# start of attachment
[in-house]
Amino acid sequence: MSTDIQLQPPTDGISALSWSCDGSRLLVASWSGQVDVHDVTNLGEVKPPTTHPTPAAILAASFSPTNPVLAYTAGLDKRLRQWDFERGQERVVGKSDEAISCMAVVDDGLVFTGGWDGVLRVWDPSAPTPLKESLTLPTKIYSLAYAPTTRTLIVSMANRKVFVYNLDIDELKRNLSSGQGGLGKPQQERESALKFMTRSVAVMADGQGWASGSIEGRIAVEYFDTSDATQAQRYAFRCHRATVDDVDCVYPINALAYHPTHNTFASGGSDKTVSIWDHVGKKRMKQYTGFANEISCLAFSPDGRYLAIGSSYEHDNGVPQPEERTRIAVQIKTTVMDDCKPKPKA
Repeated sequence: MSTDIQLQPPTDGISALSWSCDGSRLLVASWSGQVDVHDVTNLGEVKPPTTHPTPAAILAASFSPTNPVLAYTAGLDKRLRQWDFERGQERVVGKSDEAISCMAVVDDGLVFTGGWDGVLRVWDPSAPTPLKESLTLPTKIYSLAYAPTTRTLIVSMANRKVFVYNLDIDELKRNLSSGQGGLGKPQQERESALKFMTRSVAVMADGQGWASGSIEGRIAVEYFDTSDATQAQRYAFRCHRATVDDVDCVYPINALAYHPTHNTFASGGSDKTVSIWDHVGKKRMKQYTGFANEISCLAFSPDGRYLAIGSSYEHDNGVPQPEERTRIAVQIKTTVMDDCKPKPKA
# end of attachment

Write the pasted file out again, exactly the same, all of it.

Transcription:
[in-house]
Amino acid sequence: MSTDIQLQPPTDGISALSWSCDGSRLLVASWSGQVDVHDVTNLGEVKPPTTHPTPAAILAASFSPTNPVLAYTAGLDKRLRQWDFERGQERVVGKSDEAISCMAVVDDGLVFTGGWDGVLRVWDPSAPTPLKESLTLPTKIYSLAYAPTTRTLIVSMANRKVFVYNLDIDELKRNLSSGQGGLGKPQQERESALKFMTRSVAVMADGQGWASGSIEGRIAVEYFDTSDATQAQRYAFRCHRATVDDVDCVYPINALAYHPTHNTFASGGSDKTVSIWDHVGKKRMKQYTGFANEISCLAFSPDGRYLAIGSSYEHDNGVPQPEERTRIAVQIKTTVMDDCKPKPKA
Repeated sequence: MSTDIQLQPPTDGISALSWSCDGSRLLVASWSGQVDVHDVTNLGEVKPPTTHPTPAAILAASFSPTNPVLAYTAGLDKRLRQWDFERGQERVVGKSDEAISCMAVVDDGLVFTGGWDGVLRVWDPSAPTPLKESLTLPTKIYSLAYAPTTRTLIVSMANRKVFVYNLDIDELKRNLSSGQGGLGKPQQERESALKFMTRSVAVMADGQGWASGSIEGRIAVEYFDTSDATQAQRYAFRCHRATVDDVDCVYPINALAYHPTHNTFASGGSDKTVSIWDHVGKKRMKQYTGFANEISCLAFSPDGRYLAIGSSYEHDNGVPQPEERTRIAVQIKTTVMDDCKPKPKA